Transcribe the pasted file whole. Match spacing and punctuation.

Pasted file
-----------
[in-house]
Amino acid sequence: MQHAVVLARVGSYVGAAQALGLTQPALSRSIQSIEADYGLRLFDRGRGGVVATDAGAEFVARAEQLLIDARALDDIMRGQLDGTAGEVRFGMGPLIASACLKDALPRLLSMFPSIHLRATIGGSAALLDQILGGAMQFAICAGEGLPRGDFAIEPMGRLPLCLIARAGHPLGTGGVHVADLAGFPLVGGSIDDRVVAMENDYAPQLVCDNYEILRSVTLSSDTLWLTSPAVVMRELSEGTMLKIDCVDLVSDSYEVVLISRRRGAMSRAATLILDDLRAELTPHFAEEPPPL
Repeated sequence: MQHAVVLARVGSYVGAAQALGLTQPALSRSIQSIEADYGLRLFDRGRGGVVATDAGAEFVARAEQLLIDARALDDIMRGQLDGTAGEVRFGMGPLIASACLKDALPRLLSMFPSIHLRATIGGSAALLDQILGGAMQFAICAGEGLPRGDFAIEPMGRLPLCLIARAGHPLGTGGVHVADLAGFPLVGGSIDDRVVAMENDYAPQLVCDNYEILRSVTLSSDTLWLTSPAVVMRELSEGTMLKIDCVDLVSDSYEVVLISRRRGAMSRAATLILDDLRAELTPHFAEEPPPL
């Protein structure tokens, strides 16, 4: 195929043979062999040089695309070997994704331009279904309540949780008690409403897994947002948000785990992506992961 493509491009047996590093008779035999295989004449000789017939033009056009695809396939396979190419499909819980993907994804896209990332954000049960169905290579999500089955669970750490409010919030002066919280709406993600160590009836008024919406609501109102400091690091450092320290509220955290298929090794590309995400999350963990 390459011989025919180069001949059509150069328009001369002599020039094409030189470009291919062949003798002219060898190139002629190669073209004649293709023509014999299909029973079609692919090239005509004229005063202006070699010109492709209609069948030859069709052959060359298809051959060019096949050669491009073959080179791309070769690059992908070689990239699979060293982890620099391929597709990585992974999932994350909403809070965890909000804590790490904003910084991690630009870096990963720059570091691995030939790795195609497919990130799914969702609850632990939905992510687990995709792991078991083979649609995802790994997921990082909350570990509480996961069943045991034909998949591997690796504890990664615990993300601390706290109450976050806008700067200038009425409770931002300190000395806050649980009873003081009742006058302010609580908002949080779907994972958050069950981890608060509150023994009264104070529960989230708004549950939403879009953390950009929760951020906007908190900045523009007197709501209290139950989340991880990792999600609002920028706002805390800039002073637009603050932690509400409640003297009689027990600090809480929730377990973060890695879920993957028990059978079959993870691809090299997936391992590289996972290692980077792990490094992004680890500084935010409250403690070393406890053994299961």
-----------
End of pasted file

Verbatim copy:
[in-house]
Amino acid sequence: MQHAVVLARVGSYVGAAQALGLTQPALSRSIQSIEADYGLRLFDRGRGGVVATDAGAEFVARAEQLLIDARALDDIMRGQLDGTAGEVRFGMGPLIASACLKDALPRLLSMFPSIHLRATIGGSAALLDQILGGAMQFAICAGEGLPRGDFAIEPMGRLPLCLIARAGHPLGTGGVHVADLAGFPLVGGSIDDRVVAMENDYAPQLVCDNYEILRSVTLSSDTLWLTSPAVVMRELSEGTMLKIDCVDLVSDSYEVVLISRRRGAMSRAATLILDDLRAELTPHFAEEPPPL
Repeated sequence: MQHAVVLARVGSYVGAAQALGLTQPALSRSIQSIEADYGLRLFDRGRGGVVATDAGAEFVARAEQLLIDARALDDIMRGQLDGTAGEVRFGMGPLIASACLKDALPRLLSMFPSIHLRATIGGSAALLDQILGGAMQFAICAGEGLPRGDFAIEPMGRLPLCLIARAGHPLGTGGVHVADLAGFPLVGGSIDDRVVAMENDYAPQLVCDNYEILRSVTLSSDTLWLTSPAVVMRELSEGTMLKIDCVDLVSDSYEVVLISRRRGAMSRAATLILDDLRAELTPHFAEEPPPL
């Protein structure tokens, strides 16, 4: 195929043979062999040089695309070997994704331009279904309540949780008690409403897994947002948000785990992506992961 493509491009047996590093008779035999295989004449000789017939033009056009695809396939396979190419499909819980993907994804896209990332954000049960169905290579999500089955669970750490409010919030002066919280709406993600160590009836008024919406609501109102400091690091450092320290509220955290298929090794590309995400999350963990 390459011989025919180069001949059509150069328009001369002599020039094409030189470009291919062949003798002219060898190139002629190669073209004649293709023509014999299909029973079609692919090239005509004229005063202006070699010109492709209609069948030859069709052959060359298809051959060019096949050669491009073959080179791309070769690059992908070689990239699979060293982890620099391929597709990585992974999932994350909403809070965890909000804590790490904003910084991690630009870096990963720059570091691995030939790795195609497919990130799914969702609850632990939905992510687990995709792991078991083979649609995802790994997921990082909350570990509480996961069943045991034909998949591997690796504890990664615990993300601390706290109450976050806008700067200038009425409770931002300190000395806050649980009873003081009742006058302010609580908002949080779907994972958050069950981890608060509150023994009264104070529960989230708004549950939403879009953390950009929760951020906007908190900045523009007197709501209290139950989340991880990792999600609002920028706002805390800039002073637009603050932690509400409640003297009689027990600090809480929730377990973060890695879920993957028990059978079959993870691809090299997936391992590289996972290692980077792990490094992004680890500084935010409250403690070393406890053994299961």